The PiGlow is a small add on board for the Raspberry Pi that provides 18 individually controllable LEDs. You can use it for all sorts of things! And of course, it fits inside a Pibow!
Works just fine with all models of Raspberry Pi including the B+!
There are tons of things you can do with it:
- Mood lighting / ambience
- Showing current system load
- Notify you of events like mentions in tweets or incoming e-mail
- Feedback the status of scripts/daemons running on your Pi
- Works great when VESA mounted to provide a cast against a wall
- ...and pretty much anything else you can think of!
This board uses the SN3218 8-bit 18-channel PWM chip to drive 18 surface mount LEDs. Communication is done via I2C over the GPIO header with a bus address of 0x54 (Python example code provided). Each LED can be set to a PWM value of between 0 and 255.
- 18 LEDs (three each of red, orange, yellow, green, blue, and white)
- Great to provide feedback if you're running your Pi headless
- PWM (dimming) control for each channel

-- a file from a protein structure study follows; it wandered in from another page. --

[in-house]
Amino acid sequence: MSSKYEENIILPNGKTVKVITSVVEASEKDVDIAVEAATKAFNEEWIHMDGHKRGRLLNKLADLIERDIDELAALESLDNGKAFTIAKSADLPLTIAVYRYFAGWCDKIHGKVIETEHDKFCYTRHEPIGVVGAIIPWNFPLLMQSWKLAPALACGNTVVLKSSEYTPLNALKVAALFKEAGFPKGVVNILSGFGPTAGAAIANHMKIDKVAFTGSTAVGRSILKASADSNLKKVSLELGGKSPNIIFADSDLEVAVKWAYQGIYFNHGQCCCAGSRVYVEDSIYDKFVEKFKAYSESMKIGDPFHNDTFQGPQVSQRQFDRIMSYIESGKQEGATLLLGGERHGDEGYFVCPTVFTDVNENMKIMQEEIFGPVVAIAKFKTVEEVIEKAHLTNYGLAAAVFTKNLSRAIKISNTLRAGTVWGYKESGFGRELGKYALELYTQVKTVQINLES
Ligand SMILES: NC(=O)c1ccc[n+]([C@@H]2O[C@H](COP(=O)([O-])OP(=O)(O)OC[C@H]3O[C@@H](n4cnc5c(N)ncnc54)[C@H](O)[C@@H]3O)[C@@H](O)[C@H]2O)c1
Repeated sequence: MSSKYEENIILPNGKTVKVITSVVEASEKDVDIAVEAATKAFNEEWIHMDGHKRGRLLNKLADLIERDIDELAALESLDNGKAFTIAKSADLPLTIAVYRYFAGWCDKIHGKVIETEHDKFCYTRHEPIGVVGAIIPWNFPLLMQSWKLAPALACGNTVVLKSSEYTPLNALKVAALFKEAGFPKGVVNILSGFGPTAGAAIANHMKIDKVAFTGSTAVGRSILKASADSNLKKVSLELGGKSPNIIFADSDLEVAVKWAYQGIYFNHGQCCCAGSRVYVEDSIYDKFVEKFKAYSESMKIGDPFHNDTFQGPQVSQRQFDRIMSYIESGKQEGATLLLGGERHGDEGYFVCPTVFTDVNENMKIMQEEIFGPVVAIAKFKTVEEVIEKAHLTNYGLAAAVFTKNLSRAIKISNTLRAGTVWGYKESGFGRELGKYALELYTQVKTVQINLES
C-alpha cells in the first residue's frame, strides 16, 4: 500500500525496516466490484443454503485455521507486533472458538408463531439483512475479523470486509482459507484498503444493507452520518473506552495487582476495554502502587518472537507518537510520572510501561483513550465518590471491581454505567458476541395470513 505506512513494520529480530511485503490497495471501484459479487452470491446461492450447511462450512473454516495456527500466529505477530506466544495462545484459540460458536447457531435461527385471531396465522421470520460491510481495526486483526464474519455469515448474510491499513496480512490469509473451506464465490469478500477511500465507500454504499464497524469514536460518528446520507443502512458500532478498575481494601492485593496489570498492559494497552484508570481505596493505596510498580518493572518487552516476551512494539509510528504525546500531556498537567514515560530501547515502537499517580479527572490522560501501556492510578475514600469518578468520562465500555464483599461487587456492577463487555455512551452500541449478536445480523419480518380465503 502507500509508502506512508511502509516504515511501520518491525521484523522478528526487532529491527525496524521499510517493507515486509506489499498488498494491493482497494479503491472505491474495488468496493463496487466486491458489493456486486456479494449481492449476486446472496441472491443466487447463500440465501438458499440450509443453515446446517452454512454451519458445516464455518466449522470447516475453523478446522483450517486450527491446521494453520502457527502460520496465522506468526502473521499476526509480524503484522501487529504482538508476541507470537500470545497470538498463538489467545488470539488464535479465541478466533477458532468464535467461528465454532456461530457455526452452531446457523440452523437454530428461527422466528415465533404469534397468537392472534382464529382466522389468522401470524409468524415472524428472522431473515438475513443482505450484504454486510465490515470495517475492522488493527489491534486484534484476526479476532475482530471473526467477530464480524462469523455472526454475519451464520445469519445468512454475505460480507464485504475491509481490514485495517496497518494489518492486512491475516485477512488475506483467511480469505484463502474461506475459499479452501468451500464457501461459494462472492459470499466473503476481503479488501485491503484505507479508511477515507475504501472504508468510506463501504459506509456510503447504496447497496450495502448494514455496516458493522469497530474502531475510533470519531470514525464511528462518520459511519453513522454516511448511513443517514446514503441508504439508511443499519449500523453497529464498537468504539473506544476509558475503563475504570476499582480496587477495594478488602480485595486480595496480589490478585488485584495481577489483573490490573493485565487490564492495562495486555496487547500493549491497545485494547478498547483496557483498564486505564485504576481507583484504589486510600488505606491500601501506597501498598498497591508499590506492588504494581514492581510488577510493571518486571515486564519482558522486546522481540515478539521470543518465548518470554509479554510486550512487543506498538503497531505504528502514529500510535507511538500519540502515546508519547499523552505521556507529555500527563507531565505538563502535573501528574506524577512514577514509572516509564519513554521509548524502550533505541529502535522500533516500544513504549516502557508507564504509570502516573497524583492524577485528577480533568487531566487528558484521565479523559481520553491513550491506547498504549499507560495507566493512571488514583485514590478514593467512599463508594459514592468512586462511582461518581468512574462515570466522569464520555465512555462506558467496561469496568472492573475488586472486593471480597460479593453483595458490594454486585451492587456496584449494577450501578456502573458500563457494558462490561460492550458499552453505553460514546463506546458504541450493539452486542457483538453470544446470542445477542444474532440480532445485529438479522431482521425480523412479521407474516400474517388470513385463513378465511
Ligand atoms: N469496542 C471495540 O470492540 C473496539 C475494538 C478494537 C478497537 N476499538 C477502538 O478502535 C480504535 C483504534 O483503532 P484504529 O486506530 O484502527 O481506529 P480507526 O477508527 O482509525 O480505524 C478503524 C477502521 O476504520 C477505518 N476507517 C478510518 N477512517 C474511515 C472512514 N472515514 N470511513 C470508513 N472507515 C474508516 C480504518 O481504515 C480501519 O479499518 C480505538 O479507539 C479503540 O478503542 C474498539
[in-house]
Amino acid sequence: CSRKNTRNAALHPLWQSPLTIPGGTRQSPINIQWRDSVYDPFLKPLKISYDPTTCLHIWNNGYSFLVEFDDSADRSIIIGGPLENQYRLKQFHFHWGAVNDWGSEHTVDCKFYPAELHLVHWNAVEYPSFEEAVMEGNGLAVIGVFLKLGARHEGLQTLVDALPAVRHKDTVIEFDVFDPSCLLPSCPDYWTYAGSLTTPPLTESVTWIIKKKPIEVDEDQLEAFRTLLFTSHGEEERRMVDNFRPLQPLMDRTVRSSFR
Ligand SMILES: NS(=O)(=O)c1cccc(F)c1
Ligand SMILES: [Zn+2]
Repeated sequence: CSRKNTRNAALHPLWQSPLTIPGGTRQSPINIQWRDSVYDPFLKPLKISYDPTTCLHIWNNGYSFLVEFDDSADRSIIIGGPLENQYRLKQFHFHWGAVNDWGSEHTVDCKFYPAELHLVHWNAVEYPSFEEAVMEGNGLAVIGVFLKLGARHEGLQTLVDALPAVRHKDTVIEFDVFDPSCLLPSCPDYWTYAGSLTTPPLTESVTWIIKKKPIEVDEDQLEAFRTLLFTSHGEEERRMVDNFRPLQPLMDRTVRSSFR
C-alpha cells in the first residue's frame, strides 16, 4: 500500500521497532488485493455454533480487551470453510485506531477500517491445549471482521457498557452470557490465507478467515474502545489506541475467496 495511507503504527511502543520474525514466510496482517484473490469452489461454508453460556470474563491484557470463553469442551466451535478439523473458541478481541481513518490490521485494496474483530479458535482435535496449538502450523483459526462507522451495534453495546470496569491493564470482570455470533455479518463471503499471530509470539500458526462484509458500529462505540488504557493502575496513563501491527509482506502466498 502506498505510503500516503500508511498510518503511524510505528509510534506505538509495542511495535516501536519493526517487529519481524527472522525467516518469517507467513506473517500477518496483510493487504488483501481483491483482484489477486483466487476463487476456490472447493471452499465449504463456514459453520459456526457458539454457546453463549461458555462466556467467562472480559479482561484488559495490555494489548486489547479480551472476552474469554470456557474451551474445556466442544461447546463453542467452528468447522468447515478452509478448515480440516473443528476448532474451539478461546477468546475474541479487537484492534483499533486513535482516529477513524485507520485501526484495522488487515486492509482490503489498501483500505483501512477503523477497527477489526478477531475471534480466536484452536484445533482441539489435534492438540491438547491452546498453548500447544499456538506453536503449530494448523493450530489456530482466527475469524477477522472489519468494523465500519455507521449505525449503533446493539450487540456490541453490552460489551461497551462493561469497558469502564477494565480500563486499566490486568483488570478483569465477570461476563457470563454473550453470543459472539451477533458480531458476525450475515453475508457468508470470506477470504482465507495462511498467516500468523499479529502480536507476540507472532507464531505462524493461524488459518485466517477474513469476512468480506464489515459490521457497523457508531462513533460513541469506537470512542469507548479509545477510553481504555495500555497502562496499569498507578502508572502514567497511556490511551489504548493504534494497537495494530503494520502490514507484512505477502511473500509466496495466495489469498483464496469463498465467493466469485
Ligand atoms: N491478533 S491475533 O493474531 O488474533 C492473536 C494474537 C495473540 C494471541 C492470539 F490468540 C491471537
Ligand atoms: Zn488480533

- Fully assembled (no soldering required)
- Python code to access and control lighting provided
PiGlow sample code and other instructions
If you just want some Python code to start tinkering with please check out Pimoroni's GitHub repository which also includes the full datasheet for the IC used on PiGlow.
Gordon Henderson has added a PiGlow driver for wiringPi which you can find here: http://wiringpi.com/dev-lib/piglow/
Simon Walters has added PiGlow support for Scratch which is here: http://cymplecy.wordpress.com/
Jason Barnett has put together a great Python class and a load of samples: https://github.com/Boeeerb/PiGlow
Ben Lebherz has forked Jasons project and tidied up the code a bit while adding gamma correction: https://github.com/benleb/PyGlow
Manuel Ernst has created a Node.js library: https://github.com/zaphod1984/node-piglow
Falldeaf has put together a nice XBMC hack to use the PiGlow as a status indicator: http://falldeaf.com/2013/11/the-xbmc-piglow-information-display-addon/
Jonathan Stowe has created a module for the Perl divers among you: https://metacpan.org/release/JSTOWE/Device-PiGlow-1.0
Toon Schoenmakers has gone as far as making a library for Golang: https://github.com/schoentoon/piglow
Bruce Beisel has created a Java package (with GUI simulator and example applications): https://github.com/brucebeisel/PiGlow4J
Robert Peake has made a simple, mobile-friendly web-based interface, the PiGlow Web Controller, : https://github.com/cyberscribe/piglowweb
Joris Vervuurt has created a lightweight Node.js module: https://github.com/jorisvervuurt/jvspiglow